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  1. #1
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    Default Residental Walks and Dranage

    I have always had the impression that an outward slope was required on sidewalks (away from the house), that were next to a house to facilitate drainage of water, especially from downspouts.

    It this true and where in the codes would this be addressed?

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  2. #2
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    Default Re: Residental Walks and Dranage

    Supposedly its in the Code somewhere but I've never bothered to look it up. All you need to do is show the client the wall damage from the inward sloping service walk and that pretty much takes care of it.
    If someone has actually looked it up and has it that would be great.

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  3. #3
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    Default Re: Residental Walks and Dranage

    I don't know of any national code, but around here, because of our very expansive water activated soils; positive drainage around foundations is mandatory and common sense.

    If you choose not to decide, you still have made a choice.

  4. #4
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    Default Re: Residental Walks and Dranage

    Law 18.


  5. #5
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    Default Re: Residental Walks and Dranage

    from the 2006 IRC (bold added)
    R401.3 Drainage. Surface drainage shall be diverted to a
    storm sewer conveyance or other approved point of collection
    so as to not create a hazard. Lots shall be graded to drain surface
    water away from foundation walls. The grade shall fall a minimumof
    6 inches (152 mm)within the first 10 feet (3048 mm).
    Exception: Where lot lines, walls, slopes or other physical
    barriers prohibit 6 inches (152 mm) of fall within 10 feet
    (3048 mm), the final grade shall slope away from the foundation
    at a minimum slope of 5 percent and the water shall
    be directed to drains or swales to ensure drainage away from
    the structure.Swales shall be sloped a minimum of 2 percent
    when located within 10 feet (3048 mm) of the building
    foundation. Impervious surfaces within 10 feet (3048 mm)
    of the building foundation shall be sloped a minimum of 2
    percent away from the building.

    ' correct a wise man and you gain a friend... correct a fool and he'll bloody your nose'.

  6. #6
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    Default Re: Residental Walks and Dranage

    Rich,

    From you, from the 2010 Florida Building Code, Residential:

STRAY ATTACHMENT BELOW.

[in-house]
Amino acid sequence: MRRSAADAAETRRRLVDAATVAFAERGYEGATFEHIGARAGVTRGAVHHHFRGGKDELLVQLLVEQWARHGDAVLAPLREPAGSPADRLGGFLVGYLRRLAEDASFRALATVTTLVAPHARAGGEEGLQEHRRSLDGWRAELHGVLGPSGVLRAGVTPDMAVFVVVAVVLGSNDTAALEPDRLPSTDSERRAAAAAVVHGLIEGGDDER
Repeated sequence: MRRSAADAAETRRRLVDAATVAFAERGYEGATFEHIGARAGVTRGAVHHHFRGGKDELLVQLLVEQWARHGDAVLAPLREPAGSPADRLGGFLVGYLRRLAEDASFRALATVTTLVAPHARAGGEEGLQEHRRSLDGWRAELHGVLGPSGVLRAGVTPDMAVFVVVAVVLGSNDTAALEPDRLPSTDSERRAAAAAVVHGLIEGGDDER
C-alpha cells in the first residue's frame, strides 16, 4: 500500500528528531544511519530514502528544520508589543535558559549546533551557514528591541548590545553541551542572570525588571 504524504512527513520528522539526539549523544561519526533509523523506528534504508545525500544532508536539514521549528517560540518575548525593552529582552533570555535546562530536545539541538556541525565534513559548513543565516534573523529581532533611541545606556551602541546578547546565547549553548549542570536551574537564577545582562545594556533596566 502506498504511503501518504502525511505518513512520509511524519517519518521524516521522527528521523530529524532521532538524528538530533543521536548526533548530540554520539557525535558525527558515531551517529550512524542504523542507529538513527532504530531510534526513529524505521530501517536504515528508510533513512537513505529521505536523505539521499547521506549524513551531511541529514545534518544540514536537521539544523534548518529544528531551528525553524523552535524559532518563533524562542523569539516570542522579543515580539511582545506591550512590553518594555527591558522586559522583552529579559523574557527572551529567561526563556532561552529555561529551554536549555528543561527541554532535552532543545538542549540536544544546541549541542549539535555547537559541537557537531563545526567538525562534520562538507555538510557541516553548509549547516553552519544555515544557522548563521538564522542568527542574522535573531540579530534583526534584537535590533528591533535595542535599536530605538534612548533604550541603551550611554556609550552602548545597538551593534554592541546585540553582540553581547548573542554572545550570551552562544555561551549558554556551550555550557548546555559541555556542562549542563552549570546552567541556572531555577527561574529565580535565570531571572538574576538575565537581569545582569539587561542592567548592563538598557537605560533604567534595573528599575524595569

- R401.3 Drainage.
    - - Surface drainage shall be diverted to a storm sewer conveyance or other approved point of collection that does not create a hazard. Lots shall be graded to drain surface water away from foundation walls. The grade shall fall a minimum of 6 inches (152 mm) within the first 10 feet (3048 mm).
    - - - Exception: Where lot lines, walls, slopes or other physical barriers prohibit 6 inches (152 mm) of fall within 10 feet (3048 mm), drains or swales shall be constructed to ensure drainage away from the structure. Impervious surfaces within 10 feet (3048 mm) of the building foundation shall be sloped a minimum of 2 percent away from the building.

    "Impervious surfaces within 10 feet (3048 mm) of the building foundation shall be sloped a minimum of 2 percent away from the building."

    That allows for concrete walkways, stoops, patios, landing, etc., to slope within the requirements of slopes permitted for landings.

    Jerry Peck, Construction / Litigation Consultant
    Construction Litigation Consultants, LLC ( www.ConstructionLitigationConsultants.com )
    www.AskCodeMan.com

  7. #7
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    Default Re: Residential Walks and Drainage

    It's not a coincidence that most government building and infrastructure construction specifications require a minimum surface slope of 1/4" per foot, for streets, roadways and walking facilities. In round numbers, 1/4" = 0.0208', or darn close to 2%. In the olden days, when slide rules were the common engineering office tool, it used to be 1.5% minimum slope.


  8. #8
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    Default Re: Residential Walks and Drainage

    Quote Originally Posted by BridgeMan View Post
    It's not a coincidence that most government building and infrastructure construction specifications require a minimum surface slope of 1/4" per foot, for streets, roadways and walking facilities. In round numbers, 1/4" = 0.0208', or darn close to 2%. In the olden days, when slide rules were the common engineering office tool, it used to be 1.5% minimum slope.
    2% = 1/50

    1/4" per foot = 1/48